10th May 2015
A last chance to see the Nightingales at Fingringhoe Wick before they start nesting, stop singing and are even more difficult to see. It was a nice sunny and calm day, so conditions were ideal. There were indeed several Nightingales singing, but as is often the case, from deep inside Brambles and bushes and I only got one glimpse of one bird which was partially obscured by an array of twigs and therefore no photographs.
However, by way of compensation there were lots of Whitethroats singing and fortunately these birds are far less reticent and are quite happy to sing away at the top of a bush or, as in this instance, a sallow twig.
So, as the day finished earlier than expected it was off to Abberton to see what the new hides were doing. The walk from the visitor centre brought the usual deafening chorus of singing Sky Larks, some of them cooperative enough to sit on a fence post to have their photo taken. This bird obviously saw something of concern overhead as he cocked his eye skyward. They say that Sky Larks are in decline but everywhere I go they seem to be doing well.
Now into Island Hide to see if any birds have ventured close since the water levels were raised. First up was a stunning pair of Shelduck that swan casually by with the drake looking very smart in the summer sun. Then, as if on cue, a Little Egret trotted past the window totally oblivious to his audience, although he did fly a few yards. The last two shots show him catching a small fish and tossing it back into his throat.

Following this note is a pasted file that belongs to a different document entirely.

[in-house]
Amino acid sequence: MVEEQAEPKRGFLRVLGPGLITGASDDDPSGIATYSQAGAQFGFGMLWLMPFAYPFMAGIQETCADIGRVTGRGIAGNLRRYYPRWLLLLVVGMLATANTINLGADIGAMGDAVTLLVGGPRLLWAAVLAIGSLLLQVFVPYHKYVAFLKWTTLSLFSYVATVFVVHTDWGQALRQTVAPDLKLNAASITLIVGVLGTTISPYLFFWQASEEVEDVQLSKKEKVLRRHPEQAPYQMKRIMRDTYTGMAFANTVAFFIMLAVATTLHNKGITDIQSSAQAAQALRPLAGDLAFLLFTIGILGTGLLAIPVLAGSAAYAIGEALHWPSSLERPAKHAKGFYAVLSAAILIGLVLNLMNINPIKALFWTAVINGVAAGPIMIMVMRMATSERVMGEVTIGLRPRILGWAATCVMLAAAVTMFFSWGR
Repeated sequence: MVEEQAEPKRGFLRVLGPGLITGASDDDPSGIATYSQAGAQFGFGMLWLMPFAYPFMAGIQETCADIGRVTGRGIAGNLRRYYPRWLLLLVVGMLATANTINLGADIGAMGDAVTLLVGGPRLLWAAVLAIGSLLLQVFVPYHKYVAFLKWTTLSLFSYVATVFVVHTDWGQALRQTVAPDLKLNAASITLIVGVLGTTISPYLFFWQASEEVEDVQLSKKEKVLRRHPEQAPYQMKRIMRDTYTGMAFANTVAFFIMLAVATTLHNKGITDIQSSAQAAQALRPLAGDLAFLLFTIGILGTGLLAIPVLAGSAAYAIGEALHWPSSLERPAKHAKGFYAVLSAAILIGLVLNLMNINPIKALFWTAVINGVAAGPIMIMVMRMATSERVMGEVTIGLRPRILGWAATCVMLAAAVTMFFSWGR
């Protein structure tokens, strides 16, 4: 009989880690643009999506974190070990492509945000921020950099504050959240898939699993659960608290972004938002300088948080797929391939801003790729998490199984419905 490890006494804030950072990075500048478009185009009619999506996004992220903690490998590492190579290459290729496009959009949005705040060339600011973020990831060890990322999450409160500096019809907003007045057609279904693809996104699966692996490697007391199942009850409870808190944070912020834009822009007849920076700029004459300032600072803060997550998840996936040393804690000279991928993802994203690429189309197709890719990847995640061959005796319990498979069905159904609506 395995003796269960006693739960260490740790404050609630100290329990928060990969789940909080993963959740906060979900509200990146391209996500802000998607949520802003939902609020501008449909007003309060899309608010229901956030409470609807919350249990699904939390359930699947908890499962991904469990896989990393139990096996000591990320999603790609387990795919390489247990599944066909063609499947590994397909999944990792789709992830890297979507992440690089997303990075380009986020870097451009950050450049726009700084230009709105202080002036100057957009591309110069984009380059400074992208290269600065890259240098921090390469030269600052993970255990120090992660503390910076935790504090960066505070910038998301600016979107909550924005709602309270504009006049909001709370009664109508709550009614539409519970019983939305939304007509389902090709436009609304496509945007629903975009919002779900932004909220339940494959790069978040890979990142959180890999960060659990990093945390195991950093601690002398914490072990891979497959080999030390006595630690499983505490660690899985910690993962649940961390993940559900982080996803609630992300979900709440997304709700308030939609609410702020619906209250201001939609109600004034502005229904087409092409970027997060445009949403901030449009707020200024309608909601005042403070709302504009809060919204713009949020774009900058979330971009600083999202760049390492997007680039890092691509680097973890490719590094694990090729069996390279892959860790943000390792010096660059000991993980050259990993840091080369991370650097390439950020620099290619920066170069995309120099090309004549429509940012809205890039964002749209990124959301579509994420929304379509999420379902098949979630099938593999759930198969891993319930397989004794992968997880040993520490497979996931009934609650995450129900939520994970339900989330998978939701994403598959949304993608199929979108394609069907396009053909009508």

There were plenty of Common Terns around which were based on a nearby spit, but too far away for a photo. However, a couple of birds did eventually venture closer and took up position outside the left hand window of the hide, providing a few decent shots including some in flight.
But the star of the show today was this cracking male Garganey which was feeding in the water weed in the shallows. Initially it disappeared round the point but luckily came back in our direction and eventually within 25 yards of the hide. Garganey are difficult enough to find at the best of times and are then either asleep or a few hundred yards away, so this was an great result. Absolutely superb.